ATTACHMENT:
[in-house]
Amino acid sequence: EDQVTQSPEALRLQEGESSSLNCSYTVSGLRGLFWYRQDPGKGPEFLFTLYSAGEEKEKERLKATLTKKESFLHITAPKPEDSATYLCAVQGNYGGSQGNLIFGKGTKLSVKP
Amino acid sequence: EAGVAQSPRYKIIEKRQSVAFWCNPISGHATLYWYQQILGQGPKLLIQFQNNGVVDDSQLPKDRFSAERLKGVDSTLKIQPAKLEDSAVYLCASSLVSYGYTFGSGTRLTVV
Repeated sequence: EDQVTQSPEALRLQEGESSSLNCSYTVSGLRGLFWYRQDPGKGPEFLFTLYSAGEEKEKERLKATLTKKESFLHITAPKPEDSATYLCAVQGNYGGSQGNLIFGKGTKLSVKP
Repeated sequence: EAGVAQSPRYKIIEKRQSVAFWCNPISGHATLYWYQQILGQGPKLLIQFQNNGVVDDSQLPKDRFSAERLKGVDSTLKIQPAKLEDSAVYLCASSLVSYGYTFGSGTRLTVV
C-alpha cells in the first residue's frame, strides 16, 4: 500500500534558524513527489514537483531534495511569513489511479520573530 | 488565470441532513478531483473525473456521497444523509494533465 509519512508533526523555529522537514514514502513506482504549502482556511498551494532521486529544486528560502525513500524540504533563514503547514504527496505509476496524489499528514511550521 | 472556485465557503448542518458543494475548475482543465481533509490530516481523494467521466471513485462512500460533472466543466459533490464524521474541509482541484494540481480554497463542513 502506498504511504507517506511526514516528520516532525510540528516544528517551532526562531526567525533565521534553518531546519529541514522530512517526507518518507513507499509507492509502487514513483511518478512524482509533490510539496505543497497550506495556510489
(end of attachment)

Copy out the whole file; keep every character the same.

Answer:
[in-house]
Amino acid sequence: EDQVTQSPEALRLQEGESSSLNCSYTVSGLRGLFWYRQDPGKGPEFLFTLYSAGEEKEKERLKATLTKKESFLHITAPKPEDSATYLCAVQGNYGGSQGNLIFGKGTKLSVKP
Amino acid sequence: EAGVAQSPRYKIIEKRQSVAFWCNPISGHATLYWYQQILGQGPKLLIQFQNNGVVDDSQLPKDRFSAERLKGVDSTLKIQPAKLEDSAVYLCASSLVSYGYTFGSGTRLTVV
Repeated sequence: EDQVTQSPEALRLQEGESSSLNCSYTVSGLRGLFWYRQDPGKGPEFLFTLYSAGEEKEKERLKATLTKKESFLHITAPKPEDSATYLCAVQGNYGGSQGNLIFGKGTKLSVKP
Repeated sequence: EAGVAQSPRYKIIEKRQSVAFWCNPISGHATLYWYQQILGQGPKLLIQFQNNGVVDDSQLPKDRFSAERLKGVDSTLKIQPAKLEDSAVYLCASSLVSYGYTFGSGTRLTVV
C-alpha cells in the first residue's frame, strides 16, 4: 500500500534558524513527489514537483531534495511569513489511479520573530 | 488565470441532513478531483473525473456521497444523509494533465 509519512508533526523555529522537514514514502513506482504549502482556511498551494532521486529544486528560502525513500524540504533563514503547514504527496505509476496524489499528514511550521 | 472556485465557503448542518458543494475548475482543465481533509490530516481523494467521466471513485462512500460533472466543466459533490464524521474541509482541484494540481480554497463542513 502506498504511504507517506511526514516528520516532525510540528516544528517551532526562531526567525533565521534553518531546519529541514522530512517526507518518507513507499509507492509502487514513483511518478512524482509533490510539496505543497497550506495556510489